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Coming Of Age For The Charaters In Harry Potter And The Sorcerer's Stone

1248 words - 5 pages

Children's films tend to be didactic in the sense that they teach children, as well as adults, life lessons. JK Rowling's Harry Potter film series can be viewed as coming of age films as the characters grow from their mistakes. Most coming of age films are seen differently by adults and children; the moral changes as you get older. The Harry Potter film series utilizes fantasy to communicate multiple messages to its viewers. The characters of Harry, Ron, and Hermione are used to get messages across because they are easier to relate to. In Harry Potter and the Sorcerer's Stone, these characters begin to learn about the importance of love, friendship, courage, principles, and determination which help them grow into mature adults.
The lessons that children are taught from films are most often sugarcoated versions of life lessons that adults gather. Children’s films are about what adults want their children to see, not about what their children actually learn. In Harry Potter and the Sorcerer’s Stone, Harry leaves his aunt and uncle, Petunia and Vernon Dursley, to study magic at the Hogwarts school of witchcraft and wizardry. Soon after leaving he discovers that his parents were murdered by the most powerful dark lord, Voldemort, and he was the "boy who lived." Along the way to Hogwarts, Harry meets Ron Weasley and Hermione Granger. The three soon become best friends and plot to save Hogwarts from Voldemort's wrath.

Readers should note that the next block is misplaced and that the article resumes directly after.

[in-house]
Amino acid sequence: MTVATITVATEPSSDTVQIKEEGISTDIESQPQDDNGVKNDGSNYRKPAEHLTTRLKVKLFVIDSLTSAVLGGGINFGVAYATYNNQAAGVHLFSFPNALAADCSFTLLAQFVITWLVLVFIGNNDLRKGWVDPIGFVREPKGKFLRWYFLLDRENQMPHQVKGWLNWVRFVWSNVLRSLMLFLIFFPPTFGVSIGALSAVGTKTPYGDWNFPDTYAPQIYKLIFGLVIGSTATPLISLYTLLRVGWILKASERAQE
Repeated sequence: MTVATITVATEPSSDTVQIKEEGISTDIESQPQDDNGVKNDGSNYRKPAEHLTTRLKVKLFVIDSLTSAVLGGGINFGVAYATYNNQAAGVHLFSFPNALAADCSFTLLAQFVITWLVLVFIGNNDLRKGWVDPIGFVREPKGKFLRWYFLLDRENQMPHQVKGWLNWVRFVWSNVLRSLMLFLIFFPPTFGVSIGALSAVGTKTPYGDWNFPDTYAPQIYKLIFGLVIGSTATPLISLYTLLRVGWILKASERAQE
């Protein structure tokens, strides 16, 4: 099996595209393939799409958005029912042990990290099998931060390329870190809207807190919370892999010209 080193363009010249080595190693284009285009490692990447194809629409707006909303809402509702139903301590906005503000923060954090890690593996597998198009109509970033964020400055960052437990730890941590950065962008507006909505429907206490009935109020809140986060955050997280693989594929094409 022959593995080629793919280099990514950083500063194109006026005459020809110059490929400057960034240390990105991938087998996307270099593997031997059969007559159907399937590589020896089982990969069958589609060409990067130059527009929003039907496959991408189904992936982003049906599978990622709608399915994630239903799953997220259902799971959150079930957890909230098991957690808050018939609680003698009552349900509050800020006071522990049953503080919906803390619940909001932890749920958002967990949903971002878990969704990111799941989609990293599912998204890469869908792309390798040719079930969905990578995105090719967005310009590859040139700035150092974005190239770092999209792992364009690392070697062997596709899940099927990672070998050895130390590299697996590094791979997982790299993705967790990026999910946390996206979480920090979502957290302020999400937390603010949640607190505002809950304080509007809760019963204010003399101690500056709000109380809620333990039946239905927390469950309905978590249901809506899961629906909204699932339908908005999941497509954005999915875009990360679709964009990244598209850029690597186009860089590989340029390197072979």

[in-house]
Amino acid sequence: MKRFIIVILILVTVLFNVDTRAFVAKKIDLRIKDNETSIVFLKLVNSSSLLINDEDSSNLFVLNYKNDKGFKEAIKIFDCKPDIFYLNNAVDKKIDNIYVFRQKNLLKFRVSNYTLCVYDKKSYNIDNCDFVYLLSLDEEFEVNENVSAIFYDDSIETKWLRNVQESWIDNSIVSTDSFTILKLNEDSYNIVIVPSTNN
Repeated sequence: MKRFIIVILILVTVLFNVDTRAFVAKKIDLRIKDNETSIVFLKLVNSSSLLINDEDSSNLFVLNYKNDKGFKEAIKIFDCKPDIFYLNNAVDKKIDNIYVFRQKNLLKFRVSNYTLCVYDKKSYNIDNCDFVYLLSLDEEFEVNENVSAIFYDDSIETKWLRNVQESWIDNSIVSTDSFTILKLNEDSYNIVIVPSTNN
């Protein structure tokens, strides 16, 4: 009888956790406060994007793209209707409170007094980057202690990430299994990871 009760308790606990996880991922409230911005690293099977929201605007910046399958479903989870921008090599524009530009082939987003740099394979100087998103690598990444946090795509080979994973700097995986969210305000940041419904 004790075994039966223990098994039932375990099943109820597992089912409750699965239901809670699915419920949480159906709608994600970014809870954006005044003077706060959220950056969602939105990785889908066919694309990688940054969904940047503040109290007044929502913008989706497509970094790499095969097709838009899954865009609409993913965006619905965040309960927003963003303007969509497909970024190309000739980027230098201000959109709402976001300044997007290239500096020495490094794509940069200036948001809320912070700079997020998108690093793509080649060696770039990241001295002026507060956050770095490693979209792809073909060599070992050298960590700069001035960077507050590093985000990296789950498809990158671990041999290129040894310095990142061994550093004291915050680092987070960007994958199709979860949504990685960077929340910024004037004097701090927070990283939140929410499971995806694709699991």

One of the most distinguishing characteristics of children's films is the centrality of the moral. Although Harry Potter and the Sorcerer's Stone teaches children many lessons, but the main one is that good will always conquer evil. Right from the beginning of the film, audiences are shown how poorly Harry gets treated by the Dursleys compared to his cousin Dudley. On his eleventh birthday, Hagrid informs Harry that he has been accepted into Hogwarts. Harry chooses to leave his home behind thus beginning his journey. As the students are sorted into their houses, it is evident that Gryiffindor and Slytherin are polar opposites. Throughout the film students from these two houses constantly butt heads. While roaming around the school Harry, Ron, and Hermione stumble across a three headed dog guarding a trap door. When they ask Hagrid about it, he says too much and spills that it has something to do with Nicolas Flamel. Curious, the three research Flamel and figure out that he has the only item which can provide immortality, the Sorcerer's Stone. They assume that Snape is after the stone so they attempt to steal it, but instead they end up facing the most powerful dark wizard to come out of Slytherin, Voldemort. Although Harry is less experienced and much younger, he beats Voldemort because he is fighting for the side of good. Even if the odds may be stacked against you in a situation, as long as your intentions are true the outcome will be positive.
Harry Potter and the Sorcerer's Stone incorporates multiples principles that viewers are...

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